Additionally, reproduction deals with the ideas of genetics and inheritance of traits from parents by the offspring child that is best described by reviewing the mendelian laws of genetic inheritance and issues of genetic modifications that influence the development of the offspring both during gametogenesis and following fertilization (during the period of gestation).  Beyond these laws of inheritance, there are issues during development that can influence the morphological development of the offspring that are known as teratogens.  Lastly, over the last decades we have built a better understanding regarding the issues of what a female (and male) can, or cannot, do that influence the development of functional gametes, fetal development and health of the offspring following gestation.



    Activity 1: Male Reproductive Anatomy


    Male Reproductive Anatomy

    1 Penis                                    1a Glans Penis

    1b Head of Penis                     2 Testicle

    3 Seminiferous Tubule           4 Scrotum

    5 Epididymis                          6 vas Defrens (Ductus Defrens)

    6a Ampulla of Seminal Vesicles

    6b Ejaculatory Duct

    7 Corpus Cavernosum            8 Corpus Spongiosum

    9 Urethra                                 10 Seminal Vesicles

    11 Prostate Gland                   12 Cowper’s (Bulbourethral) Gland

    13 Urinary Bladder                 14 Pubic Bone

    14a Suspensory Ligament      15a Dorsal Penile Vein

    15b Dorsal Penile Artery        15c Penile Nerve

    16a Tunica Albuginea            16b Buck’s Fascia

    16c Areolar Tissue


    Color each structure or organ a different color to assist with identification



    Testicular and Sperm Anatomy

    1a Spermatocord                     1b Gonadal Vein

    1c Gonadal Artery                  1d Nerve to Testicle

    2 Epididymis                          2a Efferent Duct

    2b Epididymal Duct                3 vas Defrens (Ductus Defrens)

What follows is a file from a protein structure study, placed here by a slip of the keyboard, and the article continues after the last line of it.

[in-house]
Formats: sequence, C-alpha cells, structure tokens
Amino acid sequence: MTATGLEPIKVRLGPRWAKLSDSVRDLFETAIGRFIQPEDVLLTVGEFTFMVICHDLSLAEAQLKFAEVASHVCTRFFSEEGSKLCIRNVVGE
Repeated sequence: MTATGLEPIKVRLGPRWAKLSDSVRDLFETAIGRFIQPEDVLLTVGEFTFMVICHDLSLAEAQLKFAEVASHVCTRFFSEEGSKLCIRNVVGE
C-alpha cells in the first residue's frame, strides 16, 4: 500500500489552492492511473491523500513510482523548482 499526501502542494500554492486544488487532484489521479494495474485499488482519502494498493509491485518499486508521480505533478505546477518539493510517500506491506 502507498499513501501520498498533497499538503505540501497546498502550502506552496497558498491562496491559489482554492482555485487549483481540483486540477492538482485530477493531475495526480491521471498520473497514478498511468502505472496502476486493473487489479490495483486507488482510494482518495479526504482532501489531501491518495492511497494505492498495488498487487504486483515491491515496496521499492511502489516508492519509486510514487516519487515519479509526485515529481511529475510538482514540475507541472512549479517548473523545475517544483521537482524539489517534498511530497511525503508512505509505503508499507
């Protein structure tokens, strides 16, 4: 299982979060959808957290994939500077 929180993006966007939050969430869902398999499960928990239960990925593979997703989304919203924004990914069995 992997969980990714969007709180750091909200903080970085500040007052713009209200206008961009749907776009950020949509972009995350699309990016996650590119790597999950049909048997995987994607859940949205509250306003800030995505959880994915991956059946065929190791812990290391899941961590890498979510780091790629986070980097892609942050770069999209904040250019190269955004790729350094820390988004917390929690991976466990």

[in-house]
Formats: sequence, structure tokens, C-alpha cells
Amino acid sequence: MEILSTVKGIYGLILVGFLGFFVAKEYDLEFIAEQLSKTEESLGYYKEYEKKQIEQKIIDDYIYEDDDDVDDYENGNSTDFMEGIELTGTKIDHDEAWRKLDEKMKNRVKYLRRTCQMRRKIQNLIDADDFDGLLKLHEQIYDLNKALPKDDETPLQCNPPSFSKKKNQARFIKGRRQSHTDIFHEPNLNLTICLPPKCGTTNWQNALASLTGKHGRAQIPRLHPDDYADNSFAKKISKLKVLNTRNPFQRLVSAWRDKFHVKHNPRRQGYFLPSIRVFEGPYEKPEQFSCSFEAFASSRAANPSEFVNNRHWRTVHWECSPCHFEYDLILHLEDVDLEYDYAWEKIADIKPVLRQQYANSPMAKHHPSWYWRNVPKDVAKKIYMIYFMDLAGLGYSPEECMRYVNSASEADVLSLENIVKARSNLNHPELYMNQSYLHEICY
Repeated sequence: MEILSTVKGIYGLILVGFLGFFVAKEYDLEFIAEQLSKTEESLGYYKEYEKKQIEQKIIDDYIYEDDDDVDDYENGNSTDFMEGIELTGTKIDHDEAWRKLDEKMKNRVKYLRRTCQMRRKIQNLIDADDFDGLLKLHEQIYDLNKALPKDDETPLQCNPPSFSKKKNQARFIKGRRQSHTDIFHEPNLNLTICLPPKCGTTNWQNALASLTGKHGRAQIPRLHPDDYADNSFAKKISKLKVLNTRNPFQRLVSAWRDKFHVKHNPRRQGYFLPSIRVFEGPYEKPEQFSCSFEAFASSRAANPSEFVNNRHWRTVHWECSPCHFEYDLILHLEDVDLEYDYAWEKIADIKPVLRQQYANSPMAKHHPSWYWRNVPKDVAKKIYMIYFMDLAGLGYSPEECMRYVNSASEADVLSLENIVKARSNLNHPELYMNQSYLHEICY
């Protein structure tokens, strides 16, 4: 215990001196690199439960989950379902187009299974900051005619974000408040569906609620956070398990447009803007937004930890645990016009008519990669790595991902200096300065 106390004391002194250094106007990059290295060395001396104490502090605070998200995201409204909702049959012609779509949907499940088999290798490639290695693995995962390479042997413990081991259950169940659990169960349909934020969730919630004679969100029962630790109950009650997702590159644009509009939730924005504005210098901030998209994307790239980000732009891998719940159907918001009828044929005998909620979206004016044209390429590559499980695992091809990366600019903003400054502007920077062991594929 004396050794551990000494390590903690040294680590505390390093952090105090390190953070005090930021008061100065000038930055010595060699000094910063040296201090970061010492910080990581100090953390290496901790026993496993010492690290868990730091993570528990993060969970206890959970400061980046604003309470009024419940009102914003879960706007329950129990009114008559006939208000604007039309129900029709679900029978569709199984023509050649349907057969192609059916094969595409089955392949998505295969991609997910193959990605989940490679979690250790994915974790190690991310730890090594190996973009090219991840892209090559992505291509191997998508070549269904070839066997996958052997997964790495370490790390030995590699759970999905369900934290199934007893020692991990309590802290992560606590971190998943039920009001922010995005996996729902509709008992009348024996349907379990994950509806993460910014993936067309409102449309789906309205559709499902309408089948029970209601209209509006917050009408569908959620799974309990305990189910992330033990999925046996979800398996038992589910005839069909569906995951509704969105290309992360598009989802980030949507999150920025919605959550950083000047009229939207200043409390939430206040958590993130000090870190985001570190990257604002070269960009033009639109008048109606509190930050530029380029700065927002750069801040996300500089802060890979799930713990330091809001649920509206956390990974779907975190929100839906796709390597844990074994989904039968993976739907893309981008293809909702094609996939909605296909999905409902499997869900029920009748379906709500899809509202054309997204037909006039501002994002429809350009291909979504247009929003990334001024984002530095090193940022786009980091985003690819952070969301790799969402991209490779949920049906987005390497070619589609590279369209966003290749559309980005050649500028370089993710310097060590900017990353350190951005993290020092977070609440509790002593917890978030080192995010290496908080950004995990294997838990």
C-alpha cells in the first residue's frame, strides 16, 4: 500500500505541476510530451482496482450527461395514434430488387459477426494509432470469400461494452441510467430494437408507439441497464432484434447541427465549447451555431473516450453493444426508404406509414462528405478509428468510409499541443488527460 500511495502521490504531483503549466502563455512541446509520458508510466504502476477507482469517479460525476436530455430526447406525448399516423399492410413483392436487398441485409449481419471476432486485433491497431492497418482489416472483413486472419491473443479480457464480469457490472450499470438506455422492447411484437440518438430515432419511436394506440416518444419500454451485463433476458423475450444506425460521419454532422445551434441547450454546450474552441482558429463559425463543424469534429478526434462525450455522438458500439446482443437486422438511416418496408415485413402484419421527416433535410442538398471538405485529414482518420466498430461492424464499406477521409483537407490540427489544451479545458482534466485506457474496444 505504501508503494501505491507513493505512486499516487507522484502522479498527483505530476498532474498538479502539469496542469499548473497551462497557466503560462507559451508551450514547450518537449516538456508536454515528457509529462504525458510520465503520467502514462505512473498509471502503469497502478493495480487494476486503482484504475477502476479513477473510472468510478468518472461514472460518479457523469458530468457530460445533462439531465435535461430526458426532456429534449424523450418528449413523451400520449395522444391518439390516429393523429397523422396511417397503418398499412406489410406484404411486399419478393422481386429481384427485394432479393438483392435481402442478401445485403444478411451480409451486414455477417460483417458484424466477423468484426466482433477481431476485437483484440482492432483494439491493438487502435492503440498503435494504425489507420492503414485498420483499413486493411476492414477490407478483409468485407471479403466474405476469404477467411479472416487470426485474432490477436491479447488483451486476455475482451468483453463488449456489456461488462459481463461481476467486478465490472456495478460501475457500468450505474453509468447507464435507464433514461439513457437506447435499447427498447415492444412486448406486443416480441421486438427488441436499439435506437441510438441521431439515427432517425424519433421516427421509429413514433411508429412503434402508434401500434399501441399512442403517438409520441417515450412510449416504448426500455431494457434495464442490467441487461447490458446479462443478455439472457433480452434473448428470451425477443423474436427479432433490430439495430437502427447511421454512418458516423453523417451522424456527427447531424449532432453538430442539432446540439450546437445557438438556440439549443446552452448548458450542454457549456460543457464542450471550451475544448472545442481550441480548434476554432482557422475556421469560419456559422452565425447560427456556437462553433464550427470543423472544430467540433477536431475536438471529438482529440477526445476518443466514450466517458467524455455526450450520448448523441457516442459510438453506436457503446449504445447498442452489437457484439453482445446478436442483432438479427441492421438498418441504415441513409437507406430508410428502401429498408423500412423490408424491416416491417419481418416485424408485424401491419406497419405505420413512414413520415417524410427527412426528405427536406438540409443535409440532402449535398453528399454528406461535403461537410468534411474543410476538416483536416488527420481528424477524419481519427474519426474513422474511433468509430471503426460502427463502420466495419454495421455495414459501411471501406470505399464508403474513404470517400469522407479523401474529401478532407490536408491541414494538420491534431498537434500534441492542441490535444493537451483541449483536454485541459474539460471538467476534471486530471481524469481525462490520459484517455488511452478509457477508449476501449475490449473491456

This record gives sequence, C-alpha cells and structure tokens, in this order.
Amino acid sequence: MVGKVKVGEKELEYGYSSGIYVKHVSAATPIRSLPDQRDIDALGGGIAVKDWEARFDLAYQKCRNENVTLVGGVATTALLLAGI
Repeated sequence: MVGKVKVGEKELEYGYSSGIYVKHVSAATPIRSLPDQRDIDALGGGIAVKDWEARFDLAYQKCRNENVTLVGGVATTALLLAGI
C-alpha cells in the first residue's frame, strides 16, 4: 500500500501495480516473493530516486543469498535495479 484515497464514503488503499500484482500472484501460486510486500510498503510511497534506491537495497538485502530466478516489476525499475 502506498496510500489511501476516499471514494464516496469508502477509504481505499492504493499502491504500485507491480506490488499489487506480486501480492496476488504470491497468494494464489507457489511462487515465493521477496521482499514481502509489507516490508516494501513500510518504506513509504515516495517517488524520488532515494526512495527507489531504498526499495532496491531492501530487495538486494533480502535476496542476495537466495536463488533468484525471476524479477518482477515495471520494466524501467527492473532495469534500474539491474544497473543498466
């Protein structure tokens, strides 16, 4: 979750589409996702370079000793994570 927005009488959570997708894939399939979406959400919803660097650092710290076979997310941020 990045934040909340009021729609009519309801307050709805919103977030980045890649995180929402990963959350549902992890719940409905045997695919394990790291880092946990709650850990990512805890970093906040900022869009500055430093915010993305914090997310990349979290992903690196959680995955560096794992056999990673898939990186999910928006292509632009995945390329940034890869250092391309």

4 Lobule of Testis                   4a Septum of Lobule

    4b Rete Testis                         5 Capsule

    6 Seminiferous Tubule          


    13a Head of Sperm                 13b Midpiece of Sperm

    13c Tail of Sperm                   14a Acrosomes

    14b Haploid Nucleus              15 Mitochondria

    16 Flagellum


    Color each structure or organ a different color to assist with identification

    1.      Obtain torso and reproductive models, stickers and felt pen.
    2.      Write the organs and structures that you should be able to identify on the stickers
            Testicle, Epididymis, Spermatocord, vas Defrens (Ductus Defrens), Scrotum, Prostate Gland, Seminal Vesicles, Penis, Glans Penis, Corpus Cavernosum, Corpus         Spongiosum
    3.      Take turns within your group to label the structures. As you label indicate the function of the organ or structure for the excretory system





    Vas Defrens (Ductus Defrens)




    Prostate Gland


    Seminal Vesicles


    Corpus Cavernosum


    4.      Have your instructor check your labeling before moving to Activity 2.



    Activity 2: Female Reproductive Anatomy

    1.      Obtain torso and reproductive models, stickers and felt pen.
    2.      Write the organs and structures that you should be able to identify on the stickers
            Ovary, Fallopian (Uterine) Tube, Uterus, Cervix, Vagina, Mammary Gland, Lactiferous Sinus, Nipple, Areola (and glands)


    Female Reproductive Anatomy

    1 Vagina                                                 1a Vaginal Orifice

    1b Skene’s Gland                                    2a Labia Minora

    2b Labia Majora                                     3 Clitoris

    4 Mons Pubis                                          5 Vestibule

    6 Cervix                                                  6a Fornix

    7 Fimbriae & Fallopian Tube                 8 Ovary

    9a Round Ligament                                9b Uterosacral Ligament

    10 Uterus                                                11 Pubic Bone

    12 Urinary Bladder                                 12a Urethra

    12b Anal Triangle                                  12c Urogenital Triangle

    13 Colon                                                 13a Anus

    14 Mammary Gland (Lobes)                  14a Lobular Duct

    15 Lactiferous Sinus                               15a Nipple

    15b Areola.                                             16 Blood Vessel

    17 Adipose Tissue                                  18 Costal

    18a Pectoralis Major

    Color each structure or organ a different color to assist with identification



    Ovarian and Uterine Anatomy

    1 Follicular Phase